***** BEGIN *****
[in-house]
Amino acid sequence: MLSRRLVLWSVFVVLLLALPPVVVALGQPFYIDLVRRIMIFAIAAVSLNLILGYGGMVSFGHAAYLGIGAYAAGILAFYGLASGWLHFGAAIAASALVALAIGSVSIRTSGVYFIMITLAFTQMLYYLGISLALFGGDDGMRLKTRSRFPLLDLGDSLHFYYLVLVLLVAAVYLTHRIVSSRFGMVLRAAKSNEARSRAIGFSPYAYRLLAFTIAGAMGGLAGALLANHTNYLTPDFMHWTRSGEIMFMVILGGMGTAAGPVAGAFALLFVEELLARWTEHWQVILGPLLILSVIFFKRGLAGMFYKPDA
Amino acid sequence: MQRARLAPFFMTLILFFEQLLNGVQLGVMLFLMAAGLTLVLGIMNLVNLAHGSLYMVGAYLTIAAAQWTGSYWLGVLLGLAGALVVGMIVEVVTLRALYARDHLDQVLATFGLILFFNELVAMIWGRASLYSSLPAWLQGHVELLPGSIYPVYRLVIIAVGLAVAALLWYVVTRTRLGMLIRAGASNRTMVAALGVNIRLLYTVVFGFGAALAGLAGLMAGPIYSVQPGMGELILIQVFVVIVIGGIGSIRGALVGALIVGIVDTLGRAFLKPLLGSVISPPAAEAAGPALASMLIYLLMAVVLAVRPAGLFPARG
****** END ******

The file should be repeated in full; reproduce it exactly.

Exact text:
[in-house]
Amino acid sequence: MLSRRLVLWSVFVVLLLALPPVVVALGQPFYIDLVRRIMIFAIAAVSLNLILGYGGMVSFGHAAYLGIGAYAAGILAFYGLASGWLHFGAAIAASALVALAIGSVSIRTSGVYFIMITLAFTQMLYYLGISLALFGGDDGMRLKTRSRFPLLDLGDSLHFYYLVLVLLVAAVYLTHRIVSSRFGMVLRAAKSNEARSRAIGFSPYAYRLLAFTIAGAMGGLAGALLANHTNYLTPDFMHWTRSGEIMFMVILGGMGTAAGPVAGAFALLFVEELLARWTEHWQVILGPLLILSVIFFKRGLAGMFYKPDA
Amino acid sequence: MQRARLAPFFMTLILFFEQLLNGVQLGVMLFLMAAGLTLVLGIMNLVNLAHGSLYMVGAYLTIAAAQWTGSYWLGVLLGLAGALVVGMIVEVVTLRALYARDHLDQVLATFGLILFFNELVAMIWGRASLYSSLPAWLQGHVELLPGSIYPVYRLVIIAVGLAVAALLWYVVTRTRLGMLIRAGASNRTMVAALGVNIRLLYTVVFGFGAALAGLAGLMAGPIYSVQPGMGELILIQVFVVIVIGGIGSIRGALVGALIVGIVDTLGRAFLKPLLGSVISPPAAEAAGPALASMLIYLLMAVVLAVRPAGLFPARG